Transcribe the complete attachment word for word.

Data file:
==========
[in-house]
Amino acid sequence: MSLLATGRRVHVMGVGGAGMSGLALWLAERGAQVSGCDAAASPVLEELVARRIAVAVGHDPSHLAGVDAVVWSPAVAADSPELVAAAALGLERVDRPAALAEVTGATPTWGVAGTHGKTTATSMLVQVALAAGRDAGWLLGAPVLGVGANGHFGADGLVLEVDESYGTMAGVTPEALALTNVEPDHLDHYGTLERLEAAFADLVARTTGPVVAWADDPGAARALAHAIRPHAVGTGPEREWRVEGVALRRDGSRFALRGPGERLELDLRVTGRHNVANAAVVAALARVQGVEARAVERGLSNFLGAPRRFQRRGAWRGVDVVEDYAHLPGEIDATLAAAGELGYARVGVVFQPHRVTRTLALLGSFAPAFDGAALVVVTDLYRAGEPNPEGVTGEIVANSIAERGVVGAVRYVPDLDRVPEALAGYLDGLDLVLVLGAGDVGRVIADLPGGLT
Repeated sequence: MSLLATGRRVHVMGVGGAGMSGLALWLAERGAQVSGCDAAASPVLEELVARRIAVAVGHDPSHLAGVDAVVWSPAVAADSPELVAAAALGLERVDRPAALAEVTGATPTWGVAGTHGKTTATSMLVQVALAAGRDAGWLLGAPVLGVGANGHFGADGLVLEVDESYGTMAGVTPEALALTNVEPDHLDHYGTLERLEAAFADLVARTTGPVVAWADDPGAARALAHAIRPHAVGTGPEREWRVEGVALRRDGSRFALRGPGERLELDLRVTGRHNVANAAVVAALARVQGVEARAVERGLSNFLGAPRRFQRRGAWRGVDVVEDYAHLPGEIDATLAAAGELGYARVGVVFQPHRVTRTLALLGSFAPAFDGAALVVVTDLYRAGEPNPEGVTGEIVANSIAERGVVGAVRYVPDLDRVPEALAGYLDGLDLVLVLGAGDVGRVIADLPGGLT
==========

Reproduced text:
[in-house]
Amino acid sequence: MSLLATGRRVHVMGVGGAGMSGLALWLAERGAQVSGCDAAASPVLEELVARRIAVAVGHDPSHLAGVDAVVWSPAVAADSPELVAAAALGLERVDRPAALAEVTGATPTWGVAGTHGKTTATSMLVQVALAAGRDAGWLLGAPVLGVGANGHFGADGLVLEVDESYGTMAGVTPEALALTNVEPDHLDHYGTLERLEAAFADLVARTTGPVVAWADDPGAARALAHAIRPHAVGTGPEREWRVEGVALRRDGSRFALRGPGERLELDLRVTGRHNVANAAVVAALARVQGVEARAVERGLSNFLGAPRRFQRRGAWRGVDVVEDYAHLPGEIDATLAAAGELGYARVGVVFQPHRVTRTLALLGSFAPAFDGAALVVVTDLYRAGEPNPEGVTGEIVANSIAERGVVGAVRYVPDLDRVPEALAGYLDGLDLVLVLGAGDVGRVIADLPGGLT
Repeated sequence: MSLLATGRRVHVMGVGGAGMSGLALWLAERGAQVSGCDAAASPVLEELVARRIAVAVGHDPSHLAGVDAVVWSPAVAADSPELVAAAALGLERVDRPAALAEVTGATPTWGVAGTHGKTTATSMLVQVALAAGRDAGWLLGAPVLGVGANGHFGADGLVLEVDESYGTMAGVTPEALALTNVEPDHLDHYGTLERLEAAFADLVARTTGPVVAWADDPGAARALAHAIRPHAVGTGPEREWRVEGVALRRDGSRFALRGPGERLELDLRVTGRHNVANAAVVAALARVQGVEARAVERGLSNFLGAPRRFQRRGAWRGVDVVEDYAHLPGEIDATLAAAGELGYARVGVVFQPHRVTRTLALLGSFAPAFDGAALVVVTDLYRAGEPNPEGVTGEIVANSIAERGVVGAVRYVPDLDRVPEALAGYLDGLDLVLVLGAGDVGRVIADLPGGLT